New Yorkers hopes for improved broadband service
Mar 21, 2015 12:05 am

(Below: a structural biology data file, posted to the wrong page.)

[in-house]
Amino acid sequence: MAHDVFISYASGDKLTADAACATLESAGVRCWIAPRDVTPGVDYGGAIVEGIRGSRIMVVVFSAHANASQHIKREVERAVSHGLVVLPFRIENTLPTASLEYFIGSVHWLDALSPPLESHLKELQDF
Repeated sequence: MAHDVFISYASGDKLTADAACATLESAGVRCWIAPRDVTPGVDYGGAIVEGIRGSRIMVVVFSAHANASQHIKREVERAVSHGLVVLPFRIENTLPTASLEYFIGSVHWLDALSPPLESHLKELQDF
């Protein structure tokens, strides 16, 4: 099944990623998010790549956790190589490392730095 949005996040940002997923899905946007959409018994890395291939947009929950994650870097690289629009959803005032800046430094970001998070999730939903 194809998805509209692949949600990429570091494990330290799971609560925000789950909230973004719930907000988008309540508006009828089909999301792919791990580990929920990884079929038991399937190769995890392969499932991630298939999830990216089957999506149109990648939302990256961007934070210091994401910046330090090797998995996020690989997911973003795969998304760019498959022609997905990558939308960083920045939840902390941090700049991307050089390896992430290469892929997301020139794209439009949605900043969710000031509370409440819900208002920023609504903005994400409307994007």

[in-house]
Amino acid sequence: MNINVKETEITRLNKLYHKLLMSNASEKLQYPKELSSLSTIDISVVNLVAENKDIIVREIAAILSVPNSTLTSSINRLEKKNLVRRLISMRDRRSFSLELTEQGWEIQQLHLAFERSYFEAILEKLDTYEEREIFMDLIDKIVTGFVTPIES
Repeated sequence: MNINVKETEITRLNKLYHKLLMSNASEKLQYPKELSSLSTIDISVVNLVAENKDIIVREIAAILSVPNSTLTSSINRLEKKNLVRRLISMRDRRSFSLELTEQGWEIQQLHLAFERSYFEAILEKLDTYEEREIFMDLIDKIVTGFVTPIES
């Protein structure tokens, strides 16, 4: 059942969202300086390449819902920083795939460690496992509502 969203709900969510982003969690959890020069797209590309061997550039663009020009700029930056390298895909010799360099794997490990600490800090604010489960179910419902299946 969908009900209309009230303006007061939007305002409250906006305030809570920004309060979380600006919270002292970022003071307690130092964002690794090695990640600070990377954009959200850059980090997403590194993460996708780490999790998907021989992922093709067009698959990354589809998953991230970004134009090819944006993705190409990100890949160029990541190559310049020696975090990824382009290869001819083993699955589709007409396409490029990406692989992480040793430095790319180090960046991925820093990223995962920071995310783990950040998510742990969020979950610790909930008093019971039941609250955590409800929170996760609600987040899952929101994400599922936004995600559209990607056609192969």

[caption width="252" align="alignleft"] From New York Governor's website.[/caption]On March 18, Federal Communications Commission Chairman Tom Wheeler issued a statement on the fifth anniversary of the completion of the first National Broadband Plan. “The recently completed AWS-3 auction, which generated a record breaking $41 billion in net bids, and next year’s first-in-the-world Incentive Auction are just two of the plan’s game changing proposals to enhance America’s position as the global leader in mobile innovation." Global leader? That would be incorrect. A recent study by New America’s Open Technology Institute, Slate reports, found that cities such as Seoul, Hong Kong, Tokyo, Paris, and Bucharest, get fast gigabit service for $40 a month while Time Warner Cable customers in Los Angeles or New York pay same price for just 15 Mbps. It also said 3 GB of data costs at least $30 in the United States, but for around $10 you can get 6 GB in Copenhagen or Bucharest. In Greene County, the situation isn't even that good, as residents here have the worst broadband access in the entire state, according to statistics released by the governor’s office. Columbia County isn't much better, with 74 percent of residents lacking 6 Mbps service and just a survey of how bad the situation is under way. In Albany, Councilman Judd Krasher wants to commission a study about building a city-run, citizen-owned high-speed Internet service like the one in Chattanooga, Tenn., the Albany Times-Union reports. The Syracuse Community Broadband Initiative and Free the Web in Buffalo are attempting similar projects. New York Governor Andrew Cuomo has been touting a plan for universal broadband by 2019 at many events in the past year, but this week launched a hashtag #Broadband4All campaign to rally support, as, presumably, he doesn't think he has the votes to get it through the legislature in Albany.